If PJ Harvey doesn’t quite fit in the same forward thinking chameleon mold as artists like David Bowie and Beck, it’s not for lack of reinvention. Rather than lead by example as those artists once did, Harvey is something else entirely — her own shape-shifting singularity. Part of what made Let England Shake such a compelling listen was its utter uniqueness in the pop landscape in this era, and this from artist that was celebrating her 20th year releasing records. Her reverb-soaked autoharp may not be pushing the envelope exactly but it’s certainly distinctive. Rarer still, it’s an album exploring the horrors of war (and WWI in particular) that manages to be convicting without becoming preachy. The stark realities of combat juxtaposed with Harvey’s most gorgeous songs to date. – CK


FKA Twigs LP174. FKA TwigsLP1
(2014; Young Turks)

It’s no mistake that Jeff Terich and I both brought up LP1 in our recent musings on the evolving notions of genre and full length records. Few records are a better case study of how modern popular music — when done right — is more nuanced, complex and transcendent than ever. LP1 is a deceptively minimalist affair; sonic references to R&B, soul, trip-hop, trap music, Brian Eno and more blend together so smoothly that one hardly notices the genre-mashing at all. Instead, what becomes prominent is Twig’s voice — that gorgeous, understated coo — and her intoxicating wordplay. LP1 is one of the most complicated pop records you’ll ever hear. It’s sexual, triumphant, terrifying and speculative all at once, but doesn’t ever feel like it’s trying to be complex. That’s just Twigs, pouring all she is into one devastatingly beautiful piece of art. Get ready for one whopper of a sophomore effort, people. – ATB


Tim Hecker - Virgins73. Tim HeckerVirgins
(2013; Kranky)

The draped figure on the cover of Tim Hecker’s Virgins isn’t much more than a large piece of fabric and some posts to hold it up, but with just a little distance, it begins to take on different shapes: a ghost, the Virgin Mary, one of the prisoners at Abu Grahib. Hecker’s own music is the same way, using simple elements like organs or stark piano melodies, treated with electronic distortion to mutilate them into horrific and chilling soundscapes. Each time the Canadian producer returns with a new album, it’s filtered through a conceptual lens that gives each drone or distortion a slight change in hue, and Virgins may well be his darkest shade yet. Ostensibly an exploration of both sacred and profane ideas, it blurs the lines between spirituality and horror in minimal strokes and climactic builds from ether into Big Bang. On Virgins, Hecker doesn’t distinguish between transcendent and terrifying; in his world, the two ideas don’t contradict each other. – JT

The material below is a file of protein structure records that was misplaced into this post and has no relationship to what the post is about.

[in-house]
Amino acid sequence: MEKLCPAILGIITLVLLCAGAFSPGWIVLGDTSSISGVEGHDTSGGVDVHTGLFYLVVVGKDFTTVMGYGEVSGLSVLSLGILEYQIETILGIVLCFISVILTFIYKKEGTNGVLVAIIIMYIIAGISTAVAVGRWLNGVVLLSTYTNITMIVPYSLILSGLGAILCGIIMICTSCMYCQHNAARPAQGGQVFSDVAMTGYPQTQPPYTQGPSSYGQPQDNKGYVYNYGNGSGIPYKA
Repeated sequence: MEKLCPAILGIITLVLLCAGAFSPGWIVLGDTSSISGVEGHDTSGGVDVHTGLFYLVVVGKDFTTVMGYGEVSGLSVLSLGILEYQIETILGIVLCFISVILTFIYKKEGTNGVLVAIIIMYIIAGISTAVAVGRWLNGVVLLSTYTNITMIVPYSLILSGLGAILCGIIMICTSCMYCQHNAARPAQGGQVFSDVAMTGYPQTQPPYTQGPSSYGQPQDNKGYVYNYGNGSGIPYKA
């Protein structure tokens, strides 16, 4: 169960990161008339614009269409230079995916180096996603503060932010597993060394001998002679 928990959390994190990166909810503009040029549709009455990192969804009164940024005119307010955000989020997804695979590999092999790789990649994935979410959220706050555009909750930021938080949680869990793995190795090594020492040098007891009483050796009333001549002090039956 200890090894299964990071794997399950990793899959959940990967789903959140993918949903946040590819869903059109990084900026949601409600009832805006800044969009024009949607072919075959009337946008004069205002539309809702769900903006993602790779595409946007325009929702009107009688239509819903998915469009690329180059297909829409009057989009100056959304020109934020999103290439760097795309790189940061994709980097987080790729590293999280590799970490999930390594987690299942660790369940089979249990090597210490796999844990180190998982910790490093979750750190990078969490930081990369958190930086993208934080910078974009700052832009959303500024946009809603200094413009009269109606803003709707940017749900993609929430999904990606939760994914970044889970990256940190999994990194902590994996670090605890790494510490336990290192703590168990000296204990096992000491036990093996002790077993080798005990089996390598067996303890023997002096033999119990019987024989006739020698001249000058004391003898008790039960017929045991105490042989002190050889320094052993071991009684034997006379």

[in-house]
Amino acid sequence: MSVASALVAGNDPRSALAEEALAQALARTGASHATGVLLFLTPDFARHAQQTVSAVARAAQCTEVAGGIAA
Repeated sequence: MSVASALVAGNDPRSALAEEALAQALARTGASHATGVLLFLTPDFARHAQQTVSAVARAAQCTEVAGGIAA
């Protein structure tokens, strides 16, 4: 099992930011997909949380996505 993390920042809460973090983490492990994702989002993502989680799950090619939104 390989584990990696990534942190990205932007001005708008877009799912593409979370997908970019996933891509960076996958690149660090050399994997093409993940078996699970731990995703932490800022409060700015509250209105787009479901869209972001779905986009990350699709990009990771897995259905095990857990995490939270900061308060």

Autre Ne Veut - Anxiety72. Autre Ne VeutAnxiety
(2013; Software/Mexican Summer)

An album as intensely micro-managed as Anxiety has no business being as complete a listening experience as it is. Then again, very few micro-managers make as many good decisions as Arthur Ashin does. As Autre Ne Veut he bases everything on his firm grasp on workmanlike R&B, especially of the ‘80s variety. He doesn’t even stray too far from the form’s heated and simplistic carnality; he’s perfectly happy singing words like “Love riding your sexy body.” It’s in the manically applied sonic details that Autre Ne Veut leaves others in the dust: 808 snares fall all over the place, drones float from left to right and sometimes sink, guitars bend and shriek, and backing vocals squeak, chant and sometimes gasp for breath. Anxiety takes the stock responses of R&B and turns them into random, electric melodrama that’s always in constant motion. – PP


top 100 albums of the decade so far tune-yards71. tUnE-yArDsw h o k i l l
(2011; 4AD)

Every once in a while a talent comes along that’s truly individual. Sure, every artist is unique to themselves, but few have the same kind of idiosyncratic power as Merrill Garbus of tUnE-yArDs. Armed with her ukulele and a looper pedal, Garbus’ early live shows were often freewheeling and highly imaginative. She managed to capture that same inventive charm on w h o k i l l, an album that both honed in on Garbus’ songwriting talent and showed off her animated spirit.  Throughout her R&B-tinged sophomore record, she strikes a confident swagger that gave her off-kilter melodies an added muscle. The addition of a backing band certainly helped elevate the energy and was a welcome addition. But this was still Garbus’ show and it was fantastic. – CK

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View Comments (3)
  • Such bias in this list. Indie and alternative music is all right to listen to but this list is severely lacking in the genre of metal. For example listen to Mastodon’s The Hunter. True art work. Wake up because there is more out there than your hipster junk.

    • We included Baroness, Pallbearer, Converge, KEN Mode and Deafheaven. Keep in mind that we’re not exclusively a metal site, and that some of our writers are more steeped in hip-hop, electronic or what have you.

      The Hunter is a good album, though, certainly.